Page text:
The motion of the blade helps propel the machine forward as you go. Depending on use, the blade needs to be replaced every few years. It can throw the snow 25 to 30 feet, according to Perron. He sells these in seven different models.

For bigger jobs you will want a two-stage snow thrower. In this case the auger does not touch the ground, which means you can use it on a wider variety of surfaces, including rougher terrain like a lawn or a gravel driveway. The rotating blade in this case cuts into the snow and feeds it to a secondary mechanism, called the impeller, which is what throws the white stuff up to 40 feet.

Unlike the single-stage snow thrower, this machine has a transmission, which means that you can adjust the power depending on the job. The wheels are also connected to the transmission so you get a power assist in moving the machine forward.

"Some of the larger snow throwers are easier to use than the smaller ones," Perron said.

He sells seven models of the two-stage snow throwers. Those at the higher end include features like heated handles and headlights as well as, of course, more power and a wider intake so you can move more volume more quickly.

Finally, if you want to go really large, there are riding snow throwers. These are for people who have large surfaces they need to clear quickly.

The added benefit of these is that they have a dual use as lawn mowers in the summer.

That is something nice to think about as you head out into the frigid environs of a heavy blanket of snow left behind by a winter storm.

Eric Goldscheider can be reached at eric.goldscheider@gmail.com

 

How To Keep Holiday Spending Under Wraps (wink, wink)

Over lunch with my husband today, I subtly mentioned to him that the credit card bill next month might be a bit higher than usual. Instead of being disgruntled, the way he can be when I don't forewarn him of such things, he said "thank you for letting me know". I was glad to have gotten that piece of news off of my chest, but I am still feeling a bit anxious about the spending that I have done, and inevitably do this time of year. I came home to a text from my sister saying "I'm scared of what my credit card bill will look like for this month!". 'Tis the season.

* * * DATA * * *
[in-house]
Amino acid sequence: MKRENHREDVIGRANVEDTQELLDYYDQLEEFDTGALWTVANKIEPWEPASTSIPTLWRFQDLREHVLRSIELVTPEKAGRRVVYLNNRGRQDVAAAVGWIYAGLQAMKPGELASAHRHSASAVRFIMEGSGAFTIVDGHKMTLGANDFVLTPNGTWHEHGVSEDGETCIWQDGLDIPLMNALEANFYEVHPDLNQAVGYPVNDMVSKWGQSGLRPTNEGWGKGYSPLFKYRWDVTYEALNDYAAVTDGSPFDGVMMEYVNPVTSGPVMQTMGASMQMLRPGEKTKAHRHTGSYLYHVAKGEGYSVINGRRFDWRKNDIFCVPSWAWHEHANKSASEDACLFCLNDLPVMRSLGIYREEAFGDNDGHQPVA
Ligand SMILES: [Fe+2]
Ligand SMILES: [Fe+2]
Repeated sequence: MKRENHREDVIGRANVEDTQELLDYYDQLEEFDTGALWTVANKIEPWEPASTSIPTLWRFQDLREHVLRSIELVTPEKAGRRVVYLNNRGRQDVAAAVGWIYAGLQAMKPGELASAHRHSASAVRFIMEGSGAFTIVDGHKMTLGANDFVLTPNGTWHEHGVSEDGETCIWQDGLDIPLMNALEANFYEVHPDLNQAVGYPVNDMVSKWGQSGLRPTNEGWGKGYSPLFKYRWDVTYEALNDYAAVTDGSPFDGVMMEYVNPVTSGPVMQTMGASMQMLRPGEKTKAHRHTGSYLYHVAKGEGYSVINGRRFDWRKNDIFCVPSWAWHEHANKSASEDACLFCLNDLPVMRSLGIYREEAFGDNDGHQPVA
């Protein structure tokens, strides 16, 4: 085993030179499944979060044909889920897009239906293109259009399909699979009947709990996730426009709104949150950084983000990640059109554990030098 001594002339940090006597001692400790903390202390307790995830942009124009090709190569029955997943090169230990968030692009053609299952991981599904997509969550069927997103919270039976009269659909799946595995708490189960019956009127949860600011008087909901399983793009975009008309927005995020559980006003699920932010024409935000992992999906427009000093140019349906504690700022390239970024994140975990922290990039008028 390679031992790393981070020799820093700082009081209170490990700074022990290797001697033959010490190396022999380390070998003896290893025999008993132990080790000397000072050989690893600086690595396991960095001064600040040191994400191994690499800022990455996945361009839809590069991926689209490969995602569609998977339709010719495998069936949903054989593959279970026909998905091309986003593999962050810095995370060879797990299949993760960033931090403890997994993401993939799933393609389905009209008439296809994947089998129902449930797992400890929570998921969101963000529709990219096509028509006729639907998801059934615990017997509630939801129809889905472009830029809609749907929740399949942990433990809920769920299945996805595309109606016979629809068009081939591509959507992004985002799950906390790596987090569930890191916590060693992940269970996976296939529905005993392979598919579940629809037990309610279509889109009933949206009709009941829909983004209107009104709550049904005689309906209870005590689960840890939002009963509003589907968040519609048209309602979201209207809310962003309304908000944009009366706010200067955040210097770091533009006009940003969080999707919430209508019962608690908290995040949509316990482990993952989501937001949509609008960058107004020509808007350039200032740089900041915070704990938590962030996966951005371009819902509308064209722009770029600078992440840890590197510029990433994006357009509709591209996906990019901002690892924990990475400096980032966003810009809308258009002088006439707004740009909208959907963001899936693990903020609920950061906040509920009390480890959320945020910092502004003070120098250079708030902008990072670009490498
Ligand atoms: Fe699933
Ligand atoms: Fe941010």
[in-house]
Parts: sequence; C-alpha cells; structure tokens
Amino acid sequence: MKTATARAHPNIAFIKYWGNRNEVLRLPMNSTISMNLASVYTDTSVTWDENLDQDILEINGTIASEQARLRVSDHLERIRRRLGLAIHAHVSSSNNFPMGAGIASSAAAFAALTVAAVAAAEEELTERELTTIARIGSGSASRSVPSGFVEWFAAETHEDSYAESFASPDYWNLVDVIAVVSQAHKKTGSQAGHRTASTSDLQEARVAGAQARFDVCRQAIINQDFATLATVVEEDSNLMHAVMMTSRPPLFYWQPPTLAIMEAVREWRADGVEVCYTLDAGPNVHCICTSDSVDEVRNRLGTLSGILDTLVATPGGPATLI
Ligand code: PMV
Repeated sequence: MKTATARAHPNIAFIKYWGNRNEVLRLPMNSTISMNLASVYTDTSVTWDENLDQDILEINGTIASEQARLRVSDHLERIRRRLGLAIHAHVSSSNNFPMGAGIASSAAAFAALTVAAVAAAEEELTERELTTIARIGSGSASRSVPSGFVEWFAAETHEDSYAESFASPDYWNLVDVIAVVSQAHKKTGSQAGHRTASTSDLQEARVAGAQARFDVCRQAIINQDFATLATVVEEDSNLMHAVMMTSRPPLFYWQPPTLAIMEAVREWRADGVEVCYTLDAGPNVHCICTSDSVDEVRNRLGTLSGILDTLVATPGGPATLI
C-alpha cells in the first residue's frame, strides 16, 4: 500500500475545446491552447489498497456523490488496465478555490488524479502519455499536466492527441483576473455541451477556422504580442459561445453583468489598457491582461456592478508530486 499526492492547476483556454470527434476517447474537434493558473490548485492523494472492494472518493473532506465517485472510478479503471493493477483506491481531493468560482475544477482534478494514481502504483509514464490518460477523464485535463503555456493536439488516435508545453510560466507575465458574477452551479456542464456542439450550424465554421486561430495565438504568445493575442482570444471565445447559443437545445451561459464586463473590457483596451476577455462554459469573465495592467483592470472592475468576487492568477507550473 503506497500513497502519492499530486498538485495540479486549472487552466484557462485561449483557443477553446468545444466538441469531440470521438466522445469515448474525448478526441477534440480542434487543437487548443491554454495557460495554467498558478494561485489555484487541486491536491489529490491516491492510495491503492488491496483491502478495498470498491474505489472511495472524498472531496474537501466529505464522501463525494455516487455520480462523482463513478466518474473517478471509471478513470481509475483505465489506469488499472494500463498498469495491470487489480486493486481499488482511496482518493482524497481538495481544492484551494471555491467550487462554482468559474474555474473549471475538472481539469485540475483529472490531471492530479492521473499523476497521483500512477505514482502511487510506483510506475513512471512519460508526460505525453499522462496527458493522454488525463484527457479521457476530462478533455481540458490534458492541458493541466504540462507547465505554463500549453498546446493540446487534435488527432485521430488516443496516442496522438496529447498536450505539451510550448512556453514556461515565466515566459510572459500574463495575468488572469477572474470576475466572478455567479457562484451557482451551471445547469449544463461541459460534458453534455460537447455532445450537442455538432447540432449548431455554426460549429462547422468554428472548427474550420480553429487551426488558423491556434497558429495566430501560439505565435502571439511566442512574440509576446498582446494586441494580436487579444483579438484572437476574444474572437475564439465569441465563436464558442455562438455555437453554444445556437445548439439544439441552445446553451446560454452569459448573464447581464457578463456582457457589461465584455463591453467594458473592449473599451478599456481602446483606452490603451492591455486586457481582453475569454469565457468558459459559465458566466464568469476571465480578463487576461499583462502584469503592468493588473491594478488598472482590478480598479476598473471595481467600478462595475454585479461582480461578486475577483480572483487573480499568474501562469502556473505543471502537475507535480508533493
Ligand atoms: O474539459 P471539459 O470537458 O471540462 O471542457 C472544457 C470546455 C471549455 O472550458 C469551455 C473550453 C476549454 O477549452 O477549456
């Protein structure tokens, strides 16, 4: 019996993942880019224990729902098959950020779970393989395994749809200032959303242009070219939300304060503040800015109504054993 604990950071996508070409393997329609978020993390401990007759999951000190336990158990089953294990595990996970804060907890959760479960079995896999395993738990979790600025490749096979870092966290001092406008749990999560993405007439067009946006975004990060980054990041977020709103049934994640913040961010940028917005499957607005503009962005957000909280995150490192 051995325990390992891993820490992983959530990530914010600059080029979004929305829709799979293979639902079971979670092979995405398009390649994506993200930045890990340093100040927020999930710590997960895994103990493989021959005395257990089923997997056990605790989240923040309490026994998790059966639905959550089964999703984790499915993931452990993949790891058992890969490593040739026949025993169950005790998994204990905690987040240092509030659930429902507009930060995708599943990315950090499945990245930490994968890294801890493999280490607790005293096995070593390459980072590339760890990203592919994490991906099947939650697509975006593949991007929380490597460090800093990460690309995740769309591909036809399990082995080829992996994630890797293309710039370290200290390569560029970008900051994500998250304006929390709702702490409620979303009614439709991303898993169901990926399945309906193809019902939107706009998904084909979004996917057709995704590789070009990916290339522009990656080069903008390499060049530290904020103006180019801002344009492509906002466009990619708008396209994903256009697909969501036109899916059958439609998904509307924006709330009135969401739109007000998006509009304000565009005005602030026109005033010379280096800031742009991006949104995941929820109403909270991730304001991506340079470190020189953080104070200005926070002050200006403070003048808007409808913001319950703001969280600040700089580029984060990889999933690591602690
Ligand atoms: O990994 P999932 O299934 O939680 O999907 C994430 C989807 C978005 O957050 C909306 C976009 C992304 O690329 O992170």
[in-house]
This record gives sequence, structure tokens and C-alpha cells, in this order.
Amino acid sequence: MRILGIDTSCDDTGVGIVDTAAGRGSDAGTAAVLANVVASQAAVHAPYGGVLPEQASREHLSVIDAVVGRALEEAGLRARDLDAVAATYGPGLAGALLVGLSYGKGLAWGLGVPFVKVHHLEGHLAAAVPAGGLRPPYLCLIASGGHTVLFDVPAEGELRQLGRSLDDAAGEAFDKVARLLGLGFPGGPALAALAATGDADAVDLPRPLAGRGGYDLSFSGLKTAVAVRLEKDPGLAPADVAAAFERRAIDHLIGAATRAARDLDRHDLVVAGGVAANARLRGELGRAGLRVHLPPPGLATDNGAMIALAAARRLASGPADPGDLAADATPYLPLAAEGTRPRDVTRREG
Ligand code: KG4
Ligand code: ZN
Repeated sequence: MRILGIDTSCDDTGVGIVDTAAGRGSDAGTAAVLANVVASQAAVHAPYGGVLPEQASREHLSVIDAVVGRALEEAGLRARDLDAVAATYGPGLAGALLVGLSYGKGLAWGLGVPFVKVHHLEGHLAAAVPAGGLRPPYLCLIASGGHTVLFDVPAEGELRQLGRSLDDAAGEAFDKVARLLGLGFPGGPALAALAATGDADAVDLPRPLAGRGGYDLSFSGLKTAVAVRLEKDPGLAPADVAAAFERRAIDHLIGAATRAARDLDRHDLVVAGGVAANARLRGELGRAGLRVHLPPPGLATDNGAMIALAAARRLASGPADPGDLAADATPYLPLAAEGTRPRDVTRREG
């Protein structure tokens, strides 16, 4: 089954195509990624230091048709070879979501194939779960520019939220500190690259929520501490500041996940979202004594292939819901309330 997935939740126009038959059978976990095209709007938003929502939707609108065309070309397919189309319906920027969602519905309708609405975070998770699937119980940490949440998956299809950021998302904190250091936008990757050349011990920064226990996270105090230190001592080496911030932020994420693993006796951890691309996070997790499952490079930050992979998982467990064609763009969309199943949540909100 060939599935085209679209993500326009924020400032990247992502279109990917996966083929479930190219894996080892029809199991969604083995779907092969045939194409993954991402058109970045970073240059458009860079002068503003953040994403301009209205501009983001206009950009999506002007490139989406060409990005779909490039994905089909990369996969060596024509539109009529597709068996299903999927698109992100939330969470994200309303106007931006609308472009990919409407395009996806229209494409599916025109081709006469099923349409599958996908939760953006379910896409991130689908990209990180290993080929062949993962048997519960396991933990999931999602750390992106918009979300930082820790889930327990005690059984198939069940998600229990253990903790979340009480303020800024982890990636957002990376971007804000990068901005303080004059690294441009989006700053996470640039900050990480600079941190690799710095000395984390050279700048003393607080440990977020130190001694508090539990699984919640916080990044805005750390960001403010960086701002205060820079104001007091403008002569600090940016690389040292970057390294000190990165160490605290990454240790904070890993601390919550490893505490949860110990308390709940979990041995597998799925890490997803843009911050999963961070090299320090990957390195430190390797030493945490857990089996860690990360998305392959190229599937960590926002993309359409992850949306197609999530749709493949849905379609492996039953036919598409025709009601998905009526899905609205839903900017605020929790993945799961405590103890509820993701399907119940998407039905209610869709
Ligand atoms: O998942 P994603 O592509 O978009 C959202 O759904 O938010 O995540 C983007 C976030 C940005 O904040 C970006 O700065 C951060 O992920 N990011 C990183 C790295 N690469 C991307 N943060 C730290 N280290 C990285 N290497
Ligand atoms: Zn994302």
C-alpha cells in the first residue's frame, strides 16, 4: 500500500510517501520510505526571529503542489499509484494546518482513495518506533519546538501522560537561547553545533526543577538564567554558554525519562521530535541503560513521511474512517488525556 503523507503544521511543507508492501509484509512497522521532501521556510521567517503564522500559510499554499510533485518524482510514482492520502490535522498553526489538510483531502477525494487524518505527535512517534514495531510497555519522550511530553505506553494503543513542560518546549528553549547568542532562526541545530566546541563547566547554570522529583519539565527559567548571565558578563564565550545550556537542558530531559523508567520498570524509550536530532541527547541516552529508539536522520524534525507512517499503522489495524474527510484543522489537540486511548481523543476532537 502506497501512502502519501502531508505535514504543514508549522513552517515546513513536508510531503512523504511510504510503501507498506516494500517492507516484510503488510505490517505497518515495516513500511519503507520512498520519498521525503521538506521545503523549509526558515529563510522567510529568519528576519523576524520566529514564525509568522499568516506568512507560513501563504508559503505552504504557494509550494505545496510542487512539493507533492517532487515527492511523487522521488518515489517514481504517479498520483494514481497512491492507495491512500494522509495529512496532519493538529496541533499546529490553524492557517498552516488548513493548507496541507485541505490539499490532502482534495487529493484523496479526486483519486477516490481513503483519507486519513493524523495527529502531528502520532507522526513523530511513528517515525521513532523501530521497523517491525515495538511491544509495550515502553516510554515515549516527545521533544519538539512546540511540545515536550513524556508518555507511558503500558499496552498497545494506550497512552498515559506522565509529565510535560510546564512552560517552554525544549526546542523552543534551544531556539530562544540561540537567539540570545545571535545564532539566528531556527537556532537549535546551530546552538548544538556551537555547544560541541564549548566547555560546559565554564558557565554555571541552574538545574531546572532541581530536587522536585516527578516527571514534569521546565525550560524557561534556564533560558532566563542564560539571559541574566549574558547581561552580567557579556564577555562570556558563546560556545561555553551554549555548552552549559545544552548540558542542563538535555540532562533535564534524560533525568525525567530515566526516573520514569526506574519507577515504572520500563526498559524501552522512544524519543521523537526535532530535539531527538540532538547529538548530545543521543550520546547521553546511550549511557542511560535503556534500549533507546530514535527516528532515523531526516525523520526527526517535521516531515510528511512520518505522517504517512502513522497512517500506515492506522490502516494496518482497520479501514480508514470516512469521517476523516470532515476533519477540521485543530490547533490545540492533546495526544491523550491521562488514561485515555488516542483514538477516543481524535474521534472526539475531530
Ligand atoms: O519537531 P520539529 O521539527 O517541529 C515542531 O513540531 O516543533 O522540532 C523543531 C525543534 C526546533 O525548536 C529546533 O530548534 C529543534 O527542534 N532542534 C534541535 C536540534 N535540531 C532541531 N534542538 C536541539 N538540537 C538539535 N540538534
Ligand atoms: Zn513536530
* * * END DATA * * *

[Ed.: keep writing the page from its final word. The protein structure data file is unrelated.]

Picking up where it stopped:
Living in Northampton, MA, there are so many wonderful sales at open studios of local artists and artisans this time of year, as well as home-based sales, and the generally great stuff you can find at our array of local shops. Add to that the overall charm of our New England city, all dressed up in her holiday finest - it's hard to resist the urge to shop til you drop, as the saying goes.

I came across this article a week ago. one my go-to blog site, Apartment Therapy, with some sound advice about how to stay on top of spending over the holidays. Read on!

 

How to Avoid a Major Financial Hangover After The Holidays

by Dabne Frake


It’s not too late to ensure you make it through the holidays without going into serious debt. Even if you waded through the 5am crowds on Black Friday, the gift-buying season is in full swing, with plenty of time to say to yourself, “Oh, I just know Dabney would love that [insert item here]. I should just get it for her.” While I appreciate the thought, I’d much rather see you be free and clear of financial worry and set yourself up for budget-happy 2016.

1. Set a Budget
If you already budget, you’re probably in good shape. You know how much you have to spend this month and have planned for it. For the rest of you, take a minute to look at your bank accounts and figure out how much you have that can go towards gifts. And then stick to it.

2. Pay With Cash
Resist the urge to whip out your credit card at checkout register. Using cash makes you more aware of what you’re spending. And if you don’t have the cash on hand, then you can’t buy whatever it is you have your eye on.

3. Use Up Those Gift Cards
If you tend to accumulate gift cards, this is a good way to use them. They might come from actual presents you’ve been given, but we often get free gift cards as rewards for other purchases. Shop throughout the year using these bonus windfalls, and you'll have less to buy in December.

4. Don’t Buy For Absolutely Everyone.... or Yourself